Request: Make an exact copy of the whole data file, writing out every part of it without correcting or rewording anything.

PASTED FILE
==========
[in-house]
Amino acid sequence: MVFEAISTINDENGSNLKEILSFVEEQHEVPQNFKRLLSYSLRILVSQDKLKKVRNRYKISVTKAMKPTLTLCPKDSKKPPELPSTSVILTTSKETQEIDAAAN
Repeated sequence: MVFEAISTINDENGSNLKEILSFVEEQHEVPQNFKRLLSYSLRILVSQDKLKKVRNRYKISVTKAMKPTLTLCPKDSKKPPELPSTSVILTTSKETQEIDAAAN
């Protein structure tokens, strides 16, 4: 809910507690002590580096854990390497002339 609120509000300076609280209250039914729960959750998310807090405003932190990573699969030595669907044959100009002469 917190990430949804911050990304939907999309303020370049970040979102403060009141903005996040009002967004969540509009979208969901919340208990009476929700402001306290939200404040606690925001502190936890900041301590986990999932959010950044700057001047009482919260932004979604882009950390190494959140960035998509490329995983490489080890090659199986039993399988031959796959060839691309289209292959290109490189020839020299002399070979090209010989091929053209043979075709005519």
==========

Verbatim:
[in-house]
Amino acid sequence: MVFEAISTINDENGSNLKEILSFVEEQHEVPQNFKRLLSYSLRILVSQDKLKKVRNRYKISVTKAMKPTLTLCPKDSKKPPELPSTSVILTTSKETQEIDAAAN
Repeated sequence: MVFEAISTINDENGSNLKEILSFVEEQHEVPQNFKRLLSYSLRILVSQDKLKKVRNRYKISVTKAMKPTLTLCPKDSKKPPELPSTSVILTTSKETQEIDAAAN
């Protein structure tokens, strides 16, 4: 809910507690002590580096854990390497002339 609120509000300076609280209250039914729960959750998310807090405003932190990573699969030595669907044959100009002469 917190990430949804911050990304939907999309303020370049970040979102403060009141903005996040009002967004969540509009979208969901919340208990009476929700402001306290939200404040606690925001502190936890900041301590986990999932959010950044700057001047009482919260932004979604882009950390190494959140960035998509490329995983490489080890090659199986039993399988031959796959060839691309289209292959290109490189020839020299002399070979090209010989091929053209043979075709005519």